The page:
Morning visit (four hours)

A morning in Ross

When you arrive in Ross, call into the Tasmanian Wool Centre which is the Visitor Information Centre for the village. While there see the interesting museums that focus on the history of the village and the story of the wool industry in the area. Collect a Ross Information Guide Book and Female Factory Guide map and head down to the beautiful sandstone convict carved Ross Bridge to view the amazing 186 carvings around its 6 arches. Follow the path around the riverbank to the Female Factory site. The cottage on site is open daily (free admission) and presents graphic wall panels within its rooms, recounting the story of the Female Factory and other occupants who once lived here.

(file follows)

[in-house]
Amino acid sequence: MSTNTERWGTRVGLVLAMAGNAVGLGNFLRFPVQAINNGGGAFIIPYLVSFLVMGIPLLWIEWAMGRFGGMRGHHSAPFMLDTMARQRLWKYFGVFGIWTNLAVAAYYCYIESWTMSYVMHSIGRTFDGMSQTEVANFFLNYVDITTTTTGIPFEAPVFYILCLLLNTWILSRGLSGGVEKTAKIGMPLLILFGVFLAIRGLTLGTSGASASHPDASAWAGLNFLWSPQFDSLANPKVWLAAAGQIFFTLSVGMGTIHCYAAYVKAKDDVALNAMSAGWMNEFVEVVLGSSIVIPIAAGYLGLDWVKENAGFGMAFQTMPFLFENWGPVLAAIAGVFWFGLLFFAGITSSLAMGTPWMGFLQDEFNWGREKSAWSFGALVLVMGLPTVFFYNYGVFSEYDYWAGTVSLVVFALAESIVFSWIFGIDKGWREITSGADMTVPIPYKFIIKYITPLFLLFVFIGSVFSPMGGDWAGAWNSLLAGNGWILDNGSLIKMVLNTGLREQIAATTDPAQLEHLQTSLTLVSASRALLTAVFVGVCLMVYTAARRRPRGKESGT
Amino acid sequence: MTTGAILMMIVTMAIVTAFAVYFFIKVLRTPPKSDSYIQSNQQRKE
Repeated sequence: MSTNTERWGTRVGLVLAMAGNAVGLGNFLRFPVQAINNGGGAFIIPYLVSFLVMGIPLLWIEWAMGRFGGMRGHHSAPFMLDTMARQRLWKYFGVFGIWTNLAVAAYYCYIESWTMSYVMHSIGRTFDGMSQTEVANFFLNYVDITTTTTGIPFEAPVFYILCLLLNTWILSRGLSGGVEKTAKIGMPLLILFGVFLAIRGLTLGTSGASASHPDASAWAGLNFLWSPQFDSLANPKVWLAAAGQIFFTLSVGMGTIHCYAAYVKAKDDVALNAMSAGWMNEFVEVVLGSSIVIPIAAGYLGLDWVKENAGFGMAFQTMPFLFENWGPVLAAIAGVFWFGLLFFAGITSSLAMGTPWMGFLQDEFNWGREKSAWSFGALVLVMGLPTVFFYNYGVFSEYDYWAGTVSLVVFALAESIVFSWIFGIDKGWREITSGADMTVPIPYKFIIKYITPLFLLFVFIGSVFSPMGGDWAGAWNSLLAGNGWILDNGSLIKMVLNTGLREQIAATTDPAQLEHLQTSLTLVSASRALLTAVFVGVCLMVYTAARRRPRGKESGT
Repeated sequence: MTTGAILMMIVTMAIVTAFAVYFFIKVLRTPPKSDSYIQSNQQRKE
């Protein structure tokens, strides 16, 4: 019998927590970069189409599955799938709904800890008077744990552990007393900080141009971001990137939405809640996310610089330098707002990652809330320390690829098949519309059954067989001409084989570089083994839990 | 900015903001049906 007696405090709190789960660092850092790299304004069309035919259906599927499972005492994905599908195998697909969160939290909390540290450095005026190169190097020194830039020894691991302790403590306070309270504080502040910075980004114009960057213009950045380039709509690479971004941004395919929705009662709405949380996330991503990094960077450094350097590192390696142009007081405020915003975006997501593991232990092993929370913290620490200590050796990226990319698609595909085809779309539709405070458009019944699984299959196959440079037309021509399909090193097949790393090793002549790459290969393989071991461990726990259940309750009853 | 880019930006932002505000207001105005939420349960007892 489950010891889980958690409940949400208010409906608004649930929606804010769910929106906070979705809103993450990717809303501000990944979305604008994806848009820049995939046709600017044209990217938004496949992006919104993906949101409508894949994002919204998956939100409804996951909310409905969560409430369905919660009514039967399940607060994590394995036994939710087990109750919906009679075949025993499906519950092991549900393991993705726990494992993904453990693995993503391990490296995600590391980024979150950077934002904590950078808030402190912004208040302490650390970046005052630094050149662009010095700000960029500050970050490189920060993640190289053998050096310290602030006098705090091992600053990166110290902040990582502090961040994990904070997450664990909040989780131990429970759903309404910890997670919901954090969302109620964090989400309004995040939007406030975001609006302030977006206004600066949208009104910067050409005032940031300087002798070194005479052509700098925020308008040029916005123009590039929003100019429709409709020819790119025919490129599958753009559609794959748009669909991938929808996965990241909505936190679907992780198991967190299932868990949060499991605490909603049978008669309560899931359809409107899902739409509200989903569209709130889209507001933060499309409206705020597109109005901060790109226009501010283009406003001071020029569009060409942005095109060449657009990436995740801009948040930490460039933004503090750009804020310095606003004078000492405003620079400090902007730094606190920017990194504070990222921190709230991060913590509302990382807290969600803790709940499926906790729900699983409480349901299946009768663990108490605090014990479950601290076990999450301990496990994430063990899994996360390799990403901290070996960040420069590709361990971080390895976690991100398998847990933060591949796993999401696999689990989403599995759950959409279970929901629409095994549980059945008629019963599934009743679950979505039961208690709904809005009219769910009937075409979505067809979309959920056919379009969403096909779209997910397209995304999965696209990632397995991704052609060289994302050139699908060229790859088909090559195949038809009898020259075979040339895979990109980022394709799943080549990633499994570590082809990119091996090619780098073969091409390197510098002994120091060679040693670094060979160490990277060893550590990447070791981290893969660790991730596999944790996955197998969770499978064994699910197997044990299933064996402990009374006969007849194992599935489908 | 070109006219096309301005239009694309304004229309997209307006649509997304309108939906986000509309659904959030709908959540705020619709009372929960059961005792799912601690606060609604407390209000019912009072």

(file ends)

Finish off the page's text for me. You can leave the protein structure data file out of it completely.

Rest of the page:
By now you must be ready for a bite to eat so stroll back along the path until you reach the stone steps that lead you up the hill and back to Church Street.  Cross over the four corners of Ross and from this point you have a choice of eateries to sate your hunger. For lunch you could choose a takeaway from one of the nearby eateries to consume down by the river or at a picnic table under the Elm trees in Church Street. If the weather is inclement, all establishments offer a dine-in option. If you wanted to partake of a local wine or ale with your meal, the Man O’ Ross Hotel is open for lunch and dinner daily.

Ross is a beautiful village to stroll around after a satisfying meal. Church Street is a great place to ‘promenade’.  With your guide book in hand you can follow the story of the heritage buildings you pass along the way. There are also a variety of interesting shops to visit where you can find that illusive gift that you must take home. There are many gift shops, antique and second hand treasure shops, an art gallery and Tasmanian timber and craft shop as well as the Tasmanian Wool Centre.